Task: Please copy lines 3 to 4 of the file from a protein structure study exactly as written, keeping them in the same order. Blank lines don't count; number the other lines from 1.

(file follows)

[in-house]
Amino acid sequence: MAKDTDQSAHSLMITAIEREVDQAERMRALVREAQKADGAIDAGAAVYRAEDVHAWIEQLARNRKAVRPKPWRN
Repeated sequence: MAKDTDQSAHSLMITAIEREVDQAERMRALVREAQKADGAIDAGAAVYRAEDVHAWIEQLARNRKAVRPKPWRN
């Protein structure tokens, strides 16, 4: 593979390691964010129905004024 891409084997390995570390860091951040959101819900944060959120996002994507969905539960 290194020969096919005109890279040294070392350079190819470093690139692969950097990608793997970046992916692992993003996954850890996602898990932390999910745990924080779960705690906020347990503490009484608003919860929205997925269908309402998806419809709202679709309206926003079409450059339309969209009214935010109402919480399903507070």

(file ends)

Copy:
Repeated sequence: MAKDTDQSAHSLMITAIEREVDQAERMRALVREAQKADGAIDAGAAVYRAEDVHAWIEQLARNRKAVRPKPWRN
């Protein structure tokens, strides 16, 4: 593979390691964010129905004024 891409084997390995570390860091951040959101819900944060959120996002994507969905539960 290194020969096919005109890279040294070392350079190819470093690139692969950097990608793997970046992916692992993003996954850890996602898990932390999910745990924080779960705690906020347990503490009484608003919860929205997925269908309402998806419809709202679709309206926003079409450059339309969209009214935010109402919480399903507070």